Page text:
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  • The U.S. is projected to spend close to US$660 billion on non-defense, compared to the US$740 billion for the Pentagon. 

    The U.S. is projected to spend close to US$660 billion on non-defense, compared to the US$740 billion for the Pentagon.  | Photo: AFP

Published 14 June 2020
Opinion

The proposed amendment will slash around US$74 billion from the military budget proposed by the Senate version of the National Defense Authorization Act.

United States Senator Bernie Sanders announced Friday he will introduce an amendment in the coming days to cut the Department of Defense’s US$740 billion budget by 10 percent and redirect that money toward healthcare, housing, and education in the poorest communities. 

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"Instead of spending US$740 billion on the Dept. of Defense, let's rebuild communities at home devastated by poverty and incarceration," the Vermont senator tweeted.

The proposed amendment will slash around US$74 billion from the military budget proposed by the Senate version of the National Defense Authorization Act (NDAA) for the fiscal year 2021. 

The annual defense policy bill passed the Senate Armed Services Committee Thursday with an overwhelming bipartisan vote of 25-2 and is expected to reach the Senate floor next week. 

But the progressive senator is not the only member of Congress pushing for substantial cuts to the military budget. A group of 29 House Democrats demanded last month a substantial reduction of the Pentagon budget to fight against the COVID-19.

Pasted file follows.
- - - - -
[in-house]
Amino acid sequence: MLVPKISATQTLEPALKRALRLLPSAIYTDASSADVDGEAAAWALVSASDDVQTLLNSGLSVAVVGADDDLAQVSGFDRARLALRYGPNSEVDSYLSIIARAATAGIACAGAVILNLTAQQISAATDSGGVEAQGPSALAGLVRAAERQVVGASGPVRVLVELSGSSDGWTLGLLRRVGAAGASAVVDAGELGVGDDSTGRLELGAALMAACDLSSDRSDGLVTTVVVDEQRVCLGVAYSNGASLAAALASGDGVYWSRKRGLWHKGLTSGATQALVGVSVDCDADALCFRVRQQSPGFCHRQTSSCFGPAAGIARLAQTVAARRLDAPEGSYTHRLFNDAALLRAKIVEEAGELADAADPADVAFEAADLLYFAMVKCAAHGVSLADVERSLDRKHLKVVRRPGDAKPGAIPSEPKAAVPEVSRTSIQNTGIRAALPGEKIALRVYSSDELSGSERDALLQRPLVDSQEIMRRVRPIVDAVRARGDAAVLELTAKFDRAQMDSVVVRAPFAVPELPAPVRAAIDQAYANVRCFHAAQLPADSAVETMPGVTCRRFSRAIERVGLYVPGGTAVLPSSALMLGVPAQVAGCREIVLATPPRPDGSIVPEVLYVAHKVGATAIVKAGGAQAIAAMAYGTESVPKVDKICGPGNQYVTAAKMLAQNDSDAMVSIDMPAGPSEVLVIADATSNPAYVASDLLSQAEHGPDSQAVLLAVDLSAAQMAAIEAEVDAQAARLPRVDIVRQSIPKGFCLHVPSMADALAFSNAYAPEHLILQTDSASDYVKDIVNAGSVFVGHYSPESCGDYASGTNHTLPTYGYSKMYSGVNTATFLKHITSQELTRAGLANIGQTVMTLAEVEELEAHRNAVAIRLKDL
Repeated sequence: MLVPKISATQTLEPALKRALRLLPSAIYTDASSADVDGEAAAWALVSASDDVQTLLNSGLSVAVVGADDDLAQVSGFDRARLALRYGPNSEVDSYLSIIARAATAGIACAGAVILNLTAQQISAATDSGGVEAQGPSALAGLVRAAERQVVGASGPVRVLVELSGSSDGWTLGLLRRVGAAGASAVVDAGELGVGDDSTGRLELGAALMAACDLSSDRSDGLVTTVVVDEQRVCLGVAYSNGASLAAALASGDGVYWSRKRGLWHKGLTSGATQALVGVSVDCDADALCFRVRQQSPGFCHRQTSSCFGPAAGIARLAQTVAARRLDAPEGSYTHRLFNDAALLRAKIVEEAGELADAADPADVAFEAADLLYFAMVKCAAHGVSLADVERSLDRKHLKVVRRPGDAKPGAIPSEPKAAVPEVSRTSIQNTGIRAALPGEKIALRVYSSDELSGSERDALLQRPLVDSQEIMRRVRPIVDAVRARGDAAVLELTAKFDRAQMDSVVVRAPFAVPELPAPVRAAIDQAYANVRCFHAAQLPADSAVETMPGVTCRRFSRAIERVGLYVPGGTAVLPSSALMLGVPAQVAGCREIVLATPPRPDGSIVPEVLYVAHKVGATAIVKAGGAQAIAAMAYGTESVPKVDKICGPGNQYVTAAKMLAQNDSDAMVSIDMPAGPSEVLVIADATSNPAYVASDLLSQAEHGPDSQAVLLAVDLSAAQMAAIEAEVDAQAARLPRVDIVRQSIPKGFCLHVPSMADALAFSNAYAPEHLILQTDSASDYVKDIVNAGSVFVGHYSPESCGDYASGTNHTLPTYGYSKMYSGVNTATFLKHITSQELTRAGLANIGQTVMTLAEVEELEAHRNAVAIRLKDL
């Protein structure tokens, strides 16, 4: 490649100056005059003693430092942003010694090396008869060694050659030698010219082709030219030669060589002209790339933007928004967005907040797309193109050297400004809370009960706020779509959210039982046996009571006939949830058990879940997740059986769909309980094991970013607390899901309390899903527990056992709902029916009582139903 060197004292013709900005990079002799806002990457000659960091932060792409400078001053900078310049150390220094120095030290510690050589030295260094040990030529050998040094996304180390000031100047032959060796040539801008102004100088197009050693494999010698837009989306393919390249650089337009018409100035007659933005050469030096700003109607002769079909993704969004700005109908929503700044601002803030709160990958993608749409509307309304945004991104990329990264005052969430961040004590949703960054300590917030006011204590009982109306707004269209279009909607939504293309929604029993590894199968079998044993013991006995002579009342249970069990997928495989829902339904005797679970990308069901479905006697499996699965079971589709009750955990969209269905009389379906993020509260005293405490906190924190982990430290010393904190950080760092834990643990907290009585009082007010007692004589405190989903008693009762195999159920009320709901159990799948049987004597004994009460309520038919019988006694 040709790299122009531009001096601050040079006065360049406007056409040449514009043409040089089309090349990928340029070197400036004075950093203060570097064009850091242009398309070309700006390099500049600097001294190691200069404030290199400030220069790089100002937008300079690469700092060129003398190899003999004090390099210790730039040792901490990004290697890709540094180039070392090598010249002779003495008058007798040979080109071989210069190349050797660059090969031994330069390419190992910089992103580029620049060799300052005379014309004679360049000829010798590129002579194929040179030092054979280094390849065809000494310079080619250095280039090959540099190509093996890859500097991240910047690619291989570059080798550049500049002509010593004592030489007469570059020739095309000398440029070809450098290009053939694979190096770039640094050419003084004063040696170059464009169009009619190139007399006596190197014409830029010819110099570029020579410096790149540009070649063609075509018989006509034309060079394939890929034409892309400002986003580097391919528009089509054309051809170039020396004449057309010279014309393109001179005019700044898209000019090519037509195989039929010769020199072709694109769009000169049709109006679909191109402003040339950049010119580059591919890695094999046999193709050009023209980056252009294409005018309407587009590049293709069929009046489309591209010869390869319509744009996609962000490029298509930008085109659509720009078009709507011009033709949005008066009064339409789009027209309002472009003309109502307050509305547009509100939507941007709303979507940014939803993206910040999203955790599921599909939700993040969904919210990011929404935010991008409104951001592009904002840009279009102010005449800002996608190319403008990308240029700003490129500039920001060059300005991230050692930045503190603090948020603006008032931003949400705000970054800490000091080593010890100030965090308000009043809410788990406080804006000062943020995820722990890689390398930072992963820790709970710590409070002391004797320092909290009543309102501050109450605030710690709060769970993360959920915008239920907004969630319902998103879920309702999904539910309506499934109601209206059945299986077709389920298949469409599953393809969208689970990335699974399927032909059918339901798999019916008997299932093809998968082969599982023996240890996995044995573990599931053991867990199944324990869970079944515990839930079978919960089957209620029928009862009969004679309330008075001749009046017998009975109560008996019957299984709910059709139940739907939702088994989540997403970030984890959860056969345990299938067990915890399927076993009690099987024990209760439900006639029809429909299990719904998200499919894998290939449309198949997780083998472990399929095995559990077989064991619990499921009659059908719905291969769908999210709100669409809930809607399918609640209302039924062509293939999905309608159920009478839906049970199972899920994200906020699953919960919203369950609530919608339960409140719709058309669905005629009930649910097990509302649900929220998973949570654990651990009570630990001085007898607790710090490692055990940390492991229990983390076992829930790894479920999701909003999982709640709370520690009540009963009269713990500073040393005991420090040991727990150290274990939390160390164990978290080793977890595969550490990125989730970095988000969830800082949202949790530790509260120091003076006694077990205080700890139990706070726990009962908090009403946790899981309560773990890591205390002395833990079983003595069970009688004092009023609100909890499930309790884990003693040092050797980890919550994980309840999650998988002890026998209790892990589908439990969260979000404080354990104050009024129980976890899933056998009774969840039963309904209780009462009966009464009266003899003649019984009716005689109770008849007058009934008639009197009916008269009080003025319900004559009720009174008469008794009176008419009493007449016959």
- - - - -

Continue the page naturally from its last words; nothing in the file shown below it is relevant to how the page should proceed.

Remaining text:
"Year after year, the Pentagon budget has inflated to historic levels while the vital needs of everyday people are left unmet," Congresswoman Barbara Lee said, adding that "it’s long past time that we address our bloated military budget and retarget resources towards policies and programs that matter the most for keeping us safe, healthy, and secure."

As Politico reported Thursday the NDAA authorizes "US$636.4 billion for the base Pentagon budget, US$69 billion for overseas operations, and US$25.9 billion for national security programs under the Energy Department.” 

If Sanders' amendment is added to the bill, the U.S. would spend more on non-defense discretionary programs for the fiscal year 2021, as the country is projected to spend close to US$660 billion on non-defense, compared to the US$740 billion for the Pentagon. 

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